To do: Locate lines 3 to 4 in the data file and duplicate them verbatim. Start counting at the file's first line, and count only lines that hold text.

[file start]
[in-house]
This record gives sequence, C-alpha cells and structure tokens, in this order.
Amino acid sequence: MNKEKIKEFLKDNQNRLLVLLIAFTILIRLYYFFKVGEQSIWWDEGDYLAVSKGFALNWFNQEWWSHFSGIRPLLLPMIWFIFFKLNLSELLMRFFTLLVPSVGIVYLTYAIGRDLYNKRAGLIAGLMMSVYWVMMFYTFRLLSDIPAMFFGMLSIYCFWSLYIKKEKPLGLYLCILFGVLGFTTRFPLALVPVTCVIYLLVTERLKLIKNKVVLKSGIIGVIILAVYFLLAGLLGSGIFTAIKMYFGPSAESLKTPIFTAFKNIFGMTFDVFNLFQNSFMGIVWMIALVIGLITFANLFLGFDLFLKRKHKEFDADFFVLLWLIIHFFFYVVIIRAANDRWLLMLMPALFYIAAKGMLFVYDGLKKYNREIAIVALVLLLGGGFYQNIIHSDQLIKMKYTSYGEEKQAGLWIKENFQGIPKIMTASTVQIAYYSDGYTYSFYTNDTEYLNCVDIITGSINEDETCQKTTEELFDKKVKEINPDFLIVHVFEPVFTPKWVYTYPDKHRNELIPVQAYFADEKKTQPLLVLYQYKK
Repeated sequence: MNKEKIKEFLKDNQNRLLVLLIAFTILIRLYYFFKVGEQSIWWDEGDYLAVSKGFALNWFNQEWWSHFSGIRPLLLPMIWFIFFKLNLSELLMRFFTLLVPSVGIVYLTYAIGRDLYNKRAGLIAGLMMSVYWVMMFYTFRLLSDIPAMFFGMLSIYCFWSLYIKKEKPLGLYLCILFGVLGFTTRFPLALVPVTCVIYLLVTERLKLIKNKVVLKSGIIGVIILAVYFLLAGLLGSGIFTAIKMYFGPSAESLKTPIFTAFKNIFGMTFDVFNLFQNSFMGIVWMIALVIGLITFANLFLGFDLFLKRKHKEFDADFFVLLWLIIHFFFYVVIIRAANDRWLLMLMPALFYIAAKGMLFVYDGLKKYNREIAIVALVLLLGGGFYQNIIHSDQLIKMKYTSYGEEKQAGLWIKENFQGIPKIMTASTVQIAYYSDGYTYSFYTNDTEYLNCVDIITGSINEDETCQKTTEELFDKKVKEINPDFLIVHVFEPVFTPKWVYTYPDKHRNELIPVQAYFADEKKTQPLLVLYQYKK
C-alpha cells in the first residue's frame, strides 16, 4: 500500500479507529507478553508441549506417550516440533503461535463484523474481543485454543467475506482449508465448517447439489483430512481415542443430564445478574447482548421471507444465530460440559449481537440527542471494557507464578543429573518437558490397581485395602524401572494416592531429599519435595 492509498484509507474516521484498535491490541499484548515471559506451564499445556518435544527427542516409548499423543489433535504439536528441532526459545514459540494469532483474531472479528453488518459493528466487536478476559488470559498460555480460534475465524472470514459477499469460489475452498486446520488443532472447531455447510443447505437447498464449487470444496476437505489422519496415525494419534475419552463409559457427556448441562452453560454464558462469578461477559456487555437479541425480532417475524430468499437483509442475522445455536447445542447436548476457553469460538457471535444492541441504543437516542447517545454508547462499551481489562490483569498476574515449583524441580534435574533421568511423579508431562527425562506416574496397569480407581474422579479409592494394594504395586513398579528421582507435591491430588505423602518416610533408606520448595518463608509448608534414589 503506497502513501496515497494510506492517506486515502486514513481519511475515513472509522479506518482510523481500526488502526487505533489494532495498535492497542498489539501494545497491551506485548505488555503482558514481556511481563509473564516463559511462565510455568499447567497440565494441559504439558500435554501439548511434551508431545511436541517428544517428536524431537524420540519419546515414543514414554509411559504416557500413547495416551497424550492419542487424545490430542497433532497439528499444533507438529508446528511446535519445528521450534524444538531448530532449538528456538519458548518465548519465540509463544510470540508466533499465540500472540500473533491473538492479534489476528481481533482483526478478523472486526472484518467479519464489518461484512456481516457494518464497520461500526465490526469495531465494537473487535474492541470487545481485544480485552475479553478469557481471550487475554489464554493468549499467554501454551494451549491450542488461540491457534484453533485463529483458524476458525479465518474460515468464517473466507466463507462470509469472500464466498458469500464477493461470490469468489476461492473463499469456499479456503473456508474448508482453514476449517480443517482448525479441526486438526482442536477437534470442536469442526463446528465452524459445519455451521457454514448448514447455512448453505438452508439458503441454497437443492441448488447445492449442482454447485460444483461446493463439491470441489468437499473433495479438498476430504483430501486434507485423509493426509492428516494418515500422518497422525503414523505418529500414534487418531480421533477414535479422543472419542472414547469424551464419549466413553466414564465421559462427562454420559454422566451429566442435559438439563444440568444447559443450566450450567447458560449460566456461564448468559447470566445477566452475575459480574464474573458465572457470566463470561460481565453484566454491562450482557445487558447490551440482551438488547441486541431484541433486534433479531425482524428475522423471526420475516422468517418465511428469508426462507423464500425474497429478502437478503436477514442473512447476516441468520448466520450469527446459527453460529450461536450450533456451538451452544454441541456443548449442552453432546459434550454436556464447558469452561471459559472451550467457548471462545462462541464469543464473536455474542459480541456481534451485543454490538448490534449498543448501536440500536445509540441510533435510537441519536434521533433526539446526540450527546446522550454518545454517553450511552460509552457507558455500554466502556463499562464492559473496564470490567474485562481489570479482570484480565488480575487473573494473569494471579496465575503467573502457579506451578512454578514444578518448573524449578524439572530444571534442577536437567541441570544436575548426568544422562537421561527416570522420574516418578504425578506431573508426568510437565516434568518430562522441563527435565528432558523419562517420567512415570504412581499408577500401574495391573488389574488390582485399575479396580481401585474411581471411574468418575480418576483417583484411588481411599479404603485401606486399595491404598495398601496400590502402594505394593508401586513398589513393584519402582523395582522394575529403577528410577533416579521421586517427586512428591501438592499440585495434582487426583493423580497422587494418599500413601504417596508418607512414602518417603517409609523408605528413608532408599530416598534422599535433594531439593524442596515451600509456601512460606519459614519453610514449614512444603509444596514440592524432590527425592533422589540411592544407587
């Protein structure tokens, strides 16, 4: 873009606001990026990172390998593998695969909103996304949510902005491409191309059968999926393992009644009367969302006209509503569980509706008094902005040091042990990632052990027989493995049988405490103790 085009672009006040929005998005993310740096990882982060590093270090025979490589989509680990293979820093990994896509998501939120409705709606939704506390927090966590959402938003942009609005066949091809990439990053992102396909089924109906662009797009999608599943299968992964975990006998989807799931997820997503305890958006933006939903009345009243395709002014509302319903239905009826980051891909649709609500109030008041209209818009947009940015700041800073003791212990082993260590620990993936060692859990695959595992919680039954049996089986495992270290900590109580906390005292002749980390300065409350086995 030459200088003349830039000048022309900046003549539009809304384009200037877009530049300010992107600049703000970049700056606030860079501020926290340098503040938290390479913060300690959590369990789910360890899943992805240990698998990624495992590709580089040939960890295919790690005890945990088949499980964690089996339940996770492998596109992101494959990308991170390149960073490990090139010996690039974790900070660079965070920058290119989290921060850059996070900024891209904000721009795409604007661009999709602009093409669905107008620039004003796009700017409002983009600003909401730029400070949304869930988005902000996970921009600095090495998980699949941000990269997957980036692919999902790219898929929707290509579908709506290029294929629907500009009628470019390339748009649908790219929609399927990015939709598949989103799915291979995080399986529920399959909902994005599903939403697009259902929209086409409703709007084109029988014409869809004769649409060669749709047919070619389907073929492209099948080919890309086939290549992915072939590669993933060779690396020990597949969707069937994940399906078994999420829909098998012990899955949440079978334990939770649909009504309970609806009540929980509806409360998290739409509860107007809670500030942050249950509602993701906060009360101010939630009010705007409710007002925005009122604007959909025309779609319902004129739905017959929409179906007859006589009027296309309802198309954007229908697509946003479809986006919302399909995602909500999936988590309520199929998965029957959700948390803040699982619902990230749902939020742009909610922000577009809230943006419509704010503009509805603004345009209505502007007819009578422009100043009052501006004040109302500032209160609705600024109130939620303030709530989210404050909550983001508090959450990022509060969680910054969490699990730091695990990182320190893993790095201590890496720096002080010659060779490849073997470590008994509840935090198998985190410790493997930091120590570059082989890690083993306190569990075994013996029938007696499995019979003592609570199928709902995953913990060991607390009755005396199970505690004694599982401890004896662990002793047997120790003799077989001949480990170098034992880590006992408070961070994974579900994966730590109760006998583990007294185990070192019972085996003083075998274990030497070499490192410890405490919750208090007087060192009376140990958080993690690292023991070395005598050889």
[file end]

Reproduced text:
Amino acid sequence: MNKEKIKEFLKDNQNRLLVLLIAFTILIRLYYFFKVGEQSIWWDEGDYLAVSKGFALNWFNQEWWSHFSGIRPLLLPMIWFIFFKLNLSELLMRFFTLLVPSVGIVYLTYAIGRDLYNKRAGLIAGLMMSVYWVMMFYTFRLLSDIPAMFFGMLSIYCFWSLYIKKEKPLGLYLCILFGVLGFTTRFPLALVPVTCVIYLLVTERLKLIKNKVVLKSGIIGVIILAVYFLLAGLLGSGIFTAIKMYFGPSAESLKTPIFTAFKNIFGMTFDVFNLFQNSFMGIVWMIALVIGLITFANLFLGFDLFLKRKHKEFDADFFVLLWLIIHFFFYVVIIRAANDRWLLMLMPALFYIAAKGMLFVYDGLKKYNREIAIVALVLLLGGGFYQNIIHSDQLIKMKYTSYGEEKQAGLWIKENFQGIPKIMTASTVQIAYYSDGYTYSFYTNDTEYLNCVDIITGSINEDETCQKTTEELFDKKVKEINPDFLIVHVFEPVFTPKWVYTYPDKHRNELIPVQAYFADEKKTQPLLVLYQYKK
Repeated sequence: MNKEKIKEFLKDNQNRLLVLLIAFTILIRLYYFFKVGEQSIWWDEGDYLAVSKGFALNWFNQEWWSHFSGIRPLLLPMIWFIFFKLNLSELLMRFFTLLVPSVGIVYLTYAIGRDLYNKRAGLIAGLMMSVYWVMMFYTFRLLSDIPAMFFGMLSIYCFWSLYIKKEKPLGLYLCILFGVLGFTTRFPLALVPVTCVIYLLVTERLKLIKNKVVLKSGIIGVIILAVYFLLAGLLGSGIFTAIKMYFGPSAESLKTPIFTAFKNIFGMTFDVFNLFQNSFMGIVWMIALVIGLITFANLFLGFDLFLKRKHKEFDADFFVLLWLIIHFFFYVVIIRAANDRWLLMLMPALFYIAAKGMLFVYDGLKKYNREIAIVALVLLLGGGFYQNIIHSDQLIKMKYTSYGEEKQAGLWIKENFQGIPKIMTASTVQIAYYSDGYTYSFYTNDTEYLNCVDIITGSINEDETCQKTTEELFDKKVKEINPDFLIVHVFEPVFTPKWVYTYPDKHRNELIPVQAYFADEKKTQPLLVLYQYKK